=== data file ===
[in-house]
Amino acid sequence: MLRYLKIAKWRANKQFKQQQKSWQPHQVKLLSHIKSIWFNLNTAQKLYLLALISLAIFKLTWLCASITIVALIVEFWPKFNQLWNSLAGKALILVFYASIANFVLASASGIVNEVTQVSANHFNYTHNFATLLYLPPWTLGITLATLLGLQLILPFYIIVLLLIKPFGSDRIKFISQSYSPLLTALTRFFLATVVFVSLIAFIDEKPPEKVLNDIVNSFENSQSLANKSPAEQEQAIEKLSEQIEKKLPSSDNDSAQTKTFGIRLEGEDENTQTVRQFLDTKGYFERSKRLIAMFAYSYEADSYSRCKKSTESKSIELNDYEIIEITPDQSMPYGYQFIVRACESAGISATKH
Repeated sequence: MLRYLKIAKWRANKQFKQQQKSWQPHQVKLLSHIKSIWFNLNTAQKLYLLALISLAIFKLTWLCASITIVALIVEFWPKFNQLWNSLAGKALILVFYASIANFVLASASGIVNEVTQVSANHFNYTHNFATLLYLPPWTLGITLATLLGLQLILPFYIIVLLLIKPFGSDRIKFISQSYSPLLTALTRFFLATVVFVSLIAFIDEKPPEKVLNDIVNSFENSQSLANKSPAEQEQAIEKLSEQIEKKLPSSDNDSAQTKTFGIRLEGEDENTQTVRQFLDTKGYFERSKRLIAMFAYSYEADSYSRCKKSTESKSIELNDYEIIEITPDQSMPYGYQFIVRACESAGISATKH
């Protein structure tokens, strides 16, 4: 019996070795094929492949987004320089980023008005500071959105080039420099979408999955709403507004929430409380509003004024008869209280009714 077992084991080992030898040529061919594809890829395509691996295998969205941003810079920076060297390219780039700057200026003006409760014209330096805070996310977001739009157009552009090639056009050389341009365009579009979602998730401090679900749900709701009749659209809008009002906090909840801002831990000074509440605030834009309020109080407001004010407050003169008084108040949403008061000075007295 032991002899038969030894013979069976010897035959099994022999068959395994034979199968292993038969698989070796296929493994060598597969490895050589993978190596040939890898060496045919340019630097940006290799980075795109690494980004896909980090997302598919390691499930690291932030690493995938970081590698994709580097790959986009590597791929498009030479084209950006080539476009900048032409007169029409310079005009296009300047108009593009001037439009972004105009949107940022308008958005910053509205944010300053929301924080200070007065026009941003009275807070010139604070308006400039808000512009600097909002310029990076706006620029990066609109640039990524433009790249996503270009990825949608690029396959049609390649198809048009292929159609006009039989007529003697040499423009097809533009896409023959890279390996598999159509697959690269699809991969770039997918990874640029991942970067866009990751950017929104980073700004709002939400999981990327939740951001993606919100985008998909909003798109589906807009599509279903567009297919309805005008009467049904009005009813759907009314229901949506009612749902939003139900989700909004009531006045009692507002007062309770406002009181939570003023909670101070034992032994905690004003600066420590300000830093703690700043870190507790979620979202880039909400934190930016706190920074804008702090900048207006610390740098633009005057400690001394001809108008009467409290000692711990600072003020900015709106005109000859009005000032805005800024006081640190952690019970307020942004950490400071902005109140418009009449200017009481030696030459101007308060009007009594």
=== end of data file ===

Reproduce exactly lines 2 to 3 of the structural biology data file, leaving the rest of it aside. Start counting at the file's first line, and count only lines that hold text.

Amino acid sequence: MLRYLKIAKWRANKQFKQQQKSWQPHQVKLLSHIKSIWFNLNTAQKLYLLALISLAIFKLTWLCASITIVALIVEFWPKFNQLWNSLAGKALILVFYASIANFVLASASGIVNEVTQVSANHFNYTHNFATLLYLPPWTLGITLATLLGLQLILPFYIIVLLLIKPFGSDRIKFISQSYSPLLTALTRFFLATVVFVSLIAFIDEKPPEKVLNDIVNSFENSQSLANKSPAEQEQAIEKLSEQIEKKLPSSDNDSAQTKTFGIRLEGEDENTQTVRQFLDTKGYFERSKRLIAMFAYSYEADSYSRCKKSTESKSIELNDYEIIEITPDQSMPYGYQFIVRACESAGISATKH
Repeated sequence: MLRYLKIAKWRANKQFKQQQKSWQPHQVKLLSHIKSIWFNLNTAQKLYLLALISLAIFKLTWLCASITIVALIVEFWPKFNQLWNSLAGKALILVFYASIANFVLASASGIVNEVTQVSANHFNYTHNFATLLYLPPWTLGITLATLLGLQLILPFYIIVLLLIKPFGSDRIKFISQSYSPLLTALTRFFLATVVFVSLIAFIDEKPPEKVLNDIVNSFENSQSLANKSPAEQEQAIEKLSEQIEKKLPSSDNDSAQTKTFGIRLEGEDENTQTVRQFLDTKGYFERSKRLIAMFAYSYEADSYSRCKKSTESKSIELNDYEIIEITPDQSMPYGYQFIVRACESAGISATKH